Andres Jaimes

Creating a simple static library

This article describes how to create a simple static library using C++. A static library is a collection of object files that are linked with and copied into a target application at compile time. The resulting executable contains all the object code from the static library, so it can be executed independently of the library. Static library Let’s start by creating a simple square class: // src/square.h #ifndef SQUARE_H #define SQUARE_H class square { private: double length; public: square(double length); double area(); }; #endif and its corresponding implementation:

C++20 Modules

In this article, we’ll see how to create and use C++20 modules. We’ll use clang-16 to compile our code. Prerequisites OSX comes with clang-14 by default (2023). We can check its version with the following command: clang --version Apple clang version 14.0.3 (clang-1403. Target: arm64-apple-darwin22.5.0 Thread model: posix InstalledDir: /Library/Developer/CommandLineTools/usr/bin The latest version as of the time of this writing is clang-16. Use the following command to install it with homebrew:

Notes on C++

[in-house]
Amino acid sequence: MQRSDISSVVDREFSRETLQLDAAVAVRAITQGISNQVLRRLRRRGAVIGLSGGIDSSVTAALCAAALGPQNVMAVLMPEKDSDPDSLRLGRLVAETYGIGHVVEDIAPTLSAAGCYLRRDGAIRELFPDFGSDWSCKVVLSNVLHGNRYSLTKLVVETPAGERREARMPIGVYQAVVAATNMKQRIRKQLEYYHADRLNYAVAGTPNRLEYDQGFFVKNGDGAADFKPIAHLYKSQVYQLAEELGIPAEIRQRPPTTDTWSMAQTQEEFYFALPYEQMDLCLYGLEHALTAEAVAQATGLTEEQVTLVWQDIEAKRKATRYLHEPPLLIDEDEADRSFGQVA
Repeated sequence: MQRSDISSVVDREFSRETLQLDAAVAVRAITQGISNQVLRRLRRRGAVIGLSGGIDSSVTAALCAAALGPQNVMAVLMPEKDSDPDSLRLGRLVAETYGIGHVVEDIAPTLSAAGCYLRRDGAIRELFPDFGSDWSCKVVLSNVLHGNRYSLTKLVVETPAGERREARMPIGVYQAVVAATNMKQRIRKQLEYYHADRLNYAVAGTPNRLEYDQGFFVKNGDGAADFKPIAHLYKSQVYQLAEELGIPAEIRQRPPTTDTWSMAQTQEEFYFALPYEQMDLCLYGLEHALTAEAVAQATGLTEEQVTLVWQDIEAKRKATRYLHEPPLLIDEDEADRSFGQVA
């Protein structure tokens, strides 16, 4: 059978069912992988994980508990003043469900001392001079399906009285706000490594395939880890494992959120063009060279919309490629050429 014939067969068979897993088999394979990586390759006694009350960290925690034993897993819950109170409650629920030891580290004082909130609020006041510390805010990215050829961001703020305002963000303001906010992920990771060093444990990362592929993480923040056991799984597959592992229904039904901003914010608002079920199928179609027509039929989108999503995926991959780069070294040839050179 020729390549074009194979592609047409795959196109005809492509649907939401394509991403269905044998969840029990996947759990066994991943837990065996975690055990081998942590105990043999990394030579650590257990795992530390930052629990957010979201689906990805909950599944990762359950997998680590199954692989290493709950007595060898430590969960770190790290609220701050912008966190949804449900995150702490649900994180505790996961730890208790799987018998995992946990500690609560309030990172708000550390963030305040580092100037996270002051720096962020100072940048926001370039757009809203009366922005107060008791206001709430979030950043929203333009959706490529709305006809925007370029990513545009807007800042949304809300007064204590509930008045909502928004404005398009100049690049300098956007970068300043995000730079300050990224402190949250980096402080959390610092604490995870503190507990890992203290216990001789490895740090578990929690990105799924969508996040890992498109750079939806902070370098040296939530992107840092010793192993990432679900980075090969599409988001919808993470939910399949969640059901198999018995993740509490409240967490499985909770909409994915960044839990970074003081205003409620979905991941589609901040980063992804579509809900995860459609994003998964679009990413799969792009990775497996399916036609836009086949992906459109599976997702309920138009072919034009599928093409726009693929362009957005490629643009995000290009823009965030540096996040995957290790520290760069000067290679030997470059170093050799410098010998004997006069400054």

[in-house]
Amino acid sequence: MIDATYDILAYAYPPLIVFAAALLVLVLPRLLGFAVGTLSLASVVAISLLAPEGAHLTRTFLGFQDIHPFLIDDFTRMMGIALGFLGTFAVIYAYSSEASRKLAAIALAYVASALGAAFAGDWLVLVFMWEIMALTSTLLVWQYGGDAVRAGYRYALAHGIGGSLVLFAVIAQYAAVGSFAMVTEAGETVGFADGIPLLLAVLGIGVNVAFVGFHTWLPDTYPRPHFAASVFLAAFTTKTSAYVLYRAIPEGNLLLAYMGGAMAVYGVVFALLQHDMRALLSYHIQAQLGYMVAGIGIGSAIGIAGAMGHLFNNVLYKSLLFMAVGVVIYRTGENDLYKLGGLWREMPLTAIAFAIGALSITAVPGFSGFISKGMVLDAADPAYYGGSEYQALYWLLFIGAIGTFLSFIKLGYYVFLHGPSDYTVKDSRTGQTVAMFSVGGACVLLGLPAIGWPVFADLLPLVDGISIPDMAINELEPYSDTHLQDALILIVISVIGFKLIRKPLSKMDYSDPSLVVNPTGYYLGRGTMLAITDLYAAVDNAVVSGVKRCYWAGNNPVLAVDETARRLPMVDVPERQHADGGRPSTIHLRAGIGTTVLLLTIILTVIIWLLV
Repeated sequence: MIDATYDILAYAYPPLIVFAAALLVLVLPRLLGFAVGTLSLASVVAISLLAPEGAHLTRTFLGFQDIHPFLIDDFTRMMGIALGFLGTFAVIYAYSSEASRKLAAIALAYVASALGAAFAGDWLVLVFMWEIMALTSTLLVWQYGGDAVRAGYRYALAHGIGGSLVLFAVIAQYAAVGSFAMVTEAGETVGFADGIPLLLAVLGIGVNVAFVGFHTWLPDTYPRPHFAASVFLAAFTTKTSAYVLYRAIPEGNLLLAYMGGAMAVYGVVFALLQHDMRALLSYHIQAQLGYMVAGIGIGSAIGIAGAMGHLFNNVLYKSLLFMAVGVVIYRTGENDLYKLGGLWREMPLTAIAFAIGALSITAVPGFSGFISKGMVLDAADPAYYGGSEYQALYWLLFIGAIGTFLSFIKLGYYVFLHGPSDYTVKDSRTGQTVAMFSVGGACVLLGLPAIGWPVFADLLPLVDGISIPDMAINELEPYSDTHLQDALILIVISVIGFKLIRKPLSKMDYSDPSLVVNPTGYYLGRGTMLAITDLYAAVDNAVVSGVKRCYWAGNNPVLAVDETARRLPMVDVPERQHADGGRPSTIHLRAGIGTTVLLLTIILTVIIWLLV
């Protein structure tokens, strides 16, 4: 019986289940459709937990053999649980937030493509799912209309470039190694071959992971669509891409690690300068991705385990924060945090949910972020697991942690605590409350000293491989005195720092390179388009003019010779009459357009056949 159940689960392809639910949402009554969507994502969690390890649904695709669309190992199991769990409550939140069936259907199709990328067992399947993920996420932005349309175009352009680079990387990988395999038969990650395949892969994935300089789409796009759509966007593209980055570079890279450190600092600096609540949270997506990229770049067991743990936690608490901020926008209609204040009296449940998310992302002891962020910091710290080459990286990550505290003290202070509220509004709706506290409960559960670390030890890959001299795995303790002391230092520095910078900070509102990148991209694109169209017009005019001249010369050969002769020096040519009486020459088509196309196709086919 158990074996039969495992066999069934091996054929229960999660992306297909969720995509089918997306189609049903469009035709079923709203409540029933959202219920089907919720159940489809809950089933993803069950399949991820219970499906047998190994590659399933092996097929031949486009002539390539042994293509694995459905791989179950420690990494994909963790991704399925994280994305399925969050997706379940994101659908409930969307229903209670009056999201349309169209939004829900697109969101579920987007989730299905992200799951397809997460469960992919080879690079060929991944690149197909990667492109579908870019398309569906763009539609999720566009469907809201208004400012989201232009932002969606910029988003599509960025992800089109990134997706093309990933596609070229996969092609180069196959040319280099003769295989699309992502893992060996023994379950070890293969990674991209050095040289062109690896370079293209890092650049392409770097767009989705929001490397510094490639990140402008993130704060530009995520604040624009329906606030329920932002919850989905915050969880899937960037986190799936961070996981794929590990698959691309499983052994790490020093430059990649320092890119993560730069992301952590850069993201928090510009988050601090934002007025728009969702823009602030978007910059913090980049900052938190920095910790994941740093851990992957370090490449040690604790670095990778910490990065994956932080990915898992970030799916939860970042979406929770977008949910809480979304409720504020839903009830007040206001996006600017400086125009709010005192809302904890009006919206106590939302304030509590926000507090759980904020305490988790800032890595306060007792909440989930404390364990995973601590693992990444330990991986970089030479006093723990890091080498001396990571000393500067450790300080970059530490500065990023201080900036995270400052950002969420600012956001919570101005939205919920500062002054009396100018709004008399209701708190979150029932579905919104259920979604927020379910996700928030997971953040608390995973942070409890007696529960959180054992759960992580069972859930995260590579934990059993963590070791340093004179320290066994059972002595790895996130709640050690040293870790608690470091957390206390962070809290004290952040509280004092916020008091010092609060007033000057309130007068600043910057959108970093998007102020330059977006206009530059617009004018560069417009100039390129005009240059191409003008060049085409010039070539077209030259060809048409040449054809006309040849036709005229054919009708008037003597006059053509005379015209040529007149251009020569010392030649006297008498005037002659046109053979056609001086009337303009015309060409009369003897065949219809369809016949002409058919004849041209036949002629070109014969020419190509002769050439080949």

All the examples use C++17 Sort vector by property in class In this example, we defined a class called open_order that has a long long open_time field, and a constructor. To sort the vector of open_order objects based on the open_time field, we define a comparison function compare_by_open_time that compares two open_order objects based on their open_time values. The function returns true if the open_time of the first object is less than the open_time of the second object, which results in sorting the vector in ascending order of open_time.

Creating a simple dynamic library

This article describes how to create a simple shared library using C++. A shared library is a collection of object files that are linked with and loaded into a target application at runtime. The resulting executable contains only the object code that is needed to load the shared library, for this reason, the library has to be distributed with the executable. Shared library Let’s start by creating a simple sum.c program using C.

Calling a DLL from MQL

There are times when we want access to additional data structures and function libraries than the ones provided by MetaTrader’s MQL. Besides native open-source MQL options, we can create our own Dynamic Link Library (DLL) in C# or C++ and link it to our programs. In this article, we research how to connect to DLLs created with these languages. We must keep in mind that the code generated by C# is managed code running on the .